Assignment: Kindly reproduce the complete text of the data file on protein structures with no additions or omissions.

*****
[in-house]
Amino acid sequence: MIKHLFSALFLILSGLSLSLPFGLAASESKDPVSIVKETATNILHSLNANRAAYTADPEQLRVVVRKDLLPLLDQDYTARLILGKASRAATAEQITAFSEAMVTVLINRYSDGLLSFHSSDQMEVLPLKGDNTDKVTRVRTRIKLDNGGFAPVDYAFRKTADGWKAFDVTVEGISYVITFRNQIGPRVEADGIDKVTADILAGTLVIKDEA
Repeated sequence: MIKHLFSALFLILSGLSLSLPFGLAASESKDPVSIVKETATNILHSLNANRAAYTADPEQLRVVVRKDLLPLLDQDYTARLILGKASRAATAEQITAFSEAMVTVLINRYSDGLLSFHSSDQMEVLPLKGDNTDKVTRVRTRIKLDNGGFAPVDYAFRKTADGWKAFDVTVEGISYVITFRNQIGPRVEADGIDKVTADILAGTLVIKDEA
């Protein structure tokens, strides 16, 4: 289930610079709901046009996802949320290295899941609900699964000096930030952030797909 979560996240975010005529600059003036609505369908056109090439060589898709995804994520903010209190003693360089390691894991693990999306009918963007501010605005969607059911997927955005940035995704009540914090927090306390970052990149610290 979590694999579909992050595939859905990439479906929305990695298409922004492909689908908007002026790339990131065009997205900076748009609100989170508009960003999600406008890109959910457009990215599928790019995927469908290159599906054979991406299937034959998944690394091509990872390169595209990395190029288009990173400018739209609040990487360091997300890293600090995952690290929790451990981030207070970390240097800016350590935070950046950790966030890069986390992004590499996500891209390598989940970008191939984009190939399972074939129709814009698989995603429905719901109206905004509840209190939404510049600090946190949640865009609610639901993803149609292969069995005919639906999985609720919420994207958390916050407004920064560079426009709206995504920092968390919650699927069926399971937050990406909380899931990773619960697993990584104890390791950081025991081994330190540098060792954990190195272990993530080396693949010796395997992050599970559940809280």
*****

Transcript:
[in-house]
Amino acid sequence: MIKHLFSALFLILSGLSLSLPFGLAASESKDPVSIVKETATNILHSLNANRAAYTADPEQLRVVVRKDLLPLLDQDYTARLILGKASRAATAEQITAFSEAMVTVLINRYSDGLLSFHSSDQMEVLPLKGDNTDKVTRVRTRIKLDNGGFAPVDYAFRKTADGWKAFDVTVEGISYVITFRNQIGPRVEADGIDKVTADILAGTLVIKDEA
Repeated sequence: MIKHLFSALFLILSGLSLSLPFGLAASESKDPVSIVKETATNILHSLNANRAAYTADPEQLRVVVRKDLLPLLDQDYTARLILGKASRAATAEQITAFSEAMVTVLINRYSDGLLSFHSSDQMEVLPLKGDNTDKVTRVRTRIKLDNGGFAPVDYAFRKTADGWKAFDVTVEGISYVITFRNQIGPRVEADGIDKVTADILAGTLVIKDEA
């Protein structure tokens, strides 16, 4: 289930610079709901046009996802949320290295899941609900699964000096930030952030797909 979560996240975010005529600059003036609505369908056109090439060589898709995804994520903010209190003693360089390691894991693990999306009918963007501010605005969607059911997927955005940035995704009540914090927090306390970052990149610290 979590694999579909992050595939859905990439479906929305990695298409922004492909689908908007002026790339990131065009997205900076748009609100989170508009960003999600406008890109959910457009990215599928790019995927469908290159599906054979991406299937034959998944690394091509990872390169595209990395190029288009990173400018739209609040990487360091997300890293600090995952690290929790451990981030207070970390240097800016350590935070950046950790966030890069986390992004590499996500891209390598989940970008191939984009190939399972074939129709814009698989995603429905719901109206905004509840209190939404510049600090946190949640865009609610639901993803149609292969069995005919639906999985609720919420994207958390916050407004920064560079426009709206995504920092968390919650699927069926399971937050990406909380899931990773619960697993990584104890390791950081025991081994330190540098060792954990190195272990993530080396693949010796395997992050599970559940809280």